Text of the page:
“India has developed a world-class IT industry that has contributed significantly to its economic growth, technology exports and employment generation. The Modi government is doing a great job in projecting India as a capital investment hub and business-friendly destination and the focus on bringing back investor confidence has worked well for the IT/BPO industry since the last budget announcement. We expect this to have a cascading effect in terms of continued business growth when the new budget is announced. New initiatives announced in the budget to further complement previous initiatives are eagerly awaited. Continued measures and policies to support and enhance India’s competitiveness for Make in India will be a huge enabler for the manufacturing sector. Greater support for Digital India initiatives and enhancing access to internet connectivity in rural India should be a priority to boost economic growth and income-generating activities which in turn will boost domestic spending. The government should also consider reducing excise duty on hardware so that better technology becomes more accessible to a wider market. This would be a huge enabler to the IT industry including us and help provide superior technology to a wider audience at more competitive rates.”

Anuj Puri, Chairman & Country Head, JLL India on real estate:

Offer financial protection from project delays to home buyers
The Union Budget should pay specific heed to this pressing need. On purchase into an under-construction property, buyers can only claim tax benefits of Rs. 2 lakh after possession if construction is completed within three years. The benefits reduce to Rs. 30,000 if the builder delays construction beyond this – and they pay higher interest. First-time home buyers purchasing properties for self-use additionally pay rent.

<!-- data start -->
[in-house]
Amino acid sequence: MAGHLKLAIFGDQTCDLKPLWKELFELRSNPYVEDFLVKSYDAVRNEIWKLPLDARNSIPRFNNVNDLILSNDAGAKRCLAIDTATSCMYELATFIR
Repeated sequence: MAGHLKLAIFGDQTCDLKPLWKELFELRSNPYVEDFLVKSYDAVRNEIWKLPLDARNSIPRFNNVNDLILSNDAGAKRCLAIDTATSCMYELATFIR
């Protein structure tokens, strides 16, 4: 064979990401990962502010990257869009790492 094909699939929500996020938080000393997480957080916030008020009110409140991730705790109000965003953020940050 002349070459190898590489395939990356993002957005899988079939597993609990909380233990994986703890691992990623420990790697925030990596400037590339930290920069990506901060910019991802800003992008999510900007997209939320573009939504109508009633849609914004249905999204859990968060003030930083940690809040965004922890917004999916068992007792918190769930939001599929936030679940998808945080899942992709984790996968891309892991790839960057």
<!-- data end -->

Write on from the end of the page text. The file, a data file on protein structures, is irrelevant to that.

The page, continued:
Instead of allowing home buyers tax benefits post-possession, the Union Budget should make a provision that allows these from the time they start paying interest on housing loans. This will ease their monetary burden considerably and make increase the velocity of home loan disbursements. Similarly, if an under-construction property is purchased from capital gains, its construction must be completed within three years of its sale to avail exemption. There can be delays by developer in such cases too. These deductions should be brought at par and the construction timeline should be extended from the current three years to five years.

Provide more tax saving on housing loan and house insurance premiums
The government should increase the tax deduction limit for housing loans, especially for buyers in metropolitan cities. The current limit of Rs 2 lakh is insignificant given the ticket sizes in cities like Mumbai, where most houses are priced at Rs 1 crore and above. Also, tax concessions on house insurance premiums could be introduced to encourage end users to insure their homes. Similarly, the tax exemption limit should be increased by about Rs 1 lakh and be auto-set to match inflationary trends in a financial year.

Raise house rent deduction limit
Salaried persons get house rent allowance (HRA) as a component of their total salary, and can therefore claim a deduction. This deduction can be substantial in cases where the salary and its HRA component are higher. However, self-employed persons and those who draw lump sum pays without an HRA component can only claim a maximum deduction of Rs 2,000 a month under Section 80GG. The Budget can and should address this anomaly.


Source :- The Indian Express